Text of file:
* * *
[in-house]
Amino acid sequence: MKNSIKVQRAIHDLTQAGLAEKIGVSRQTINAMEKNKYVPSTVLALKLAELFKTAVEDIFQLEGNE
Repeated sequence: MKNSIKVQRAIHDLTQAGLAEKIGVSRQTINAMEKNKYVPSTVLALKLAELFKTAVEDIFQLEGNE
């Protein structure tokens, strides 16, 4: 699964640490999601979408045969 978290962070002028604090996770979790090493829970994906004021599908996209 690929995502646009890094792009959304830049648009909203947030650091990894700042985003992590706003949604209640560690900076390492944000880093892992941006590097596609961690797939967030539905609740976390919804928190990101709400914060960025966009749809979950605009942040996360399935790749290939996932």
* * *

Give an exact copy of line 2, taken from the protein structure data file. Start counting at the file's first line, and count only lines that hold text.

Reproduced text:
Amino acid sequence: MKNSIKVQRAIHDLTQAGLAEKIGVSRQTINAMEKNKYVPSTVLALKLAELFKTAVEDIFQLEGNE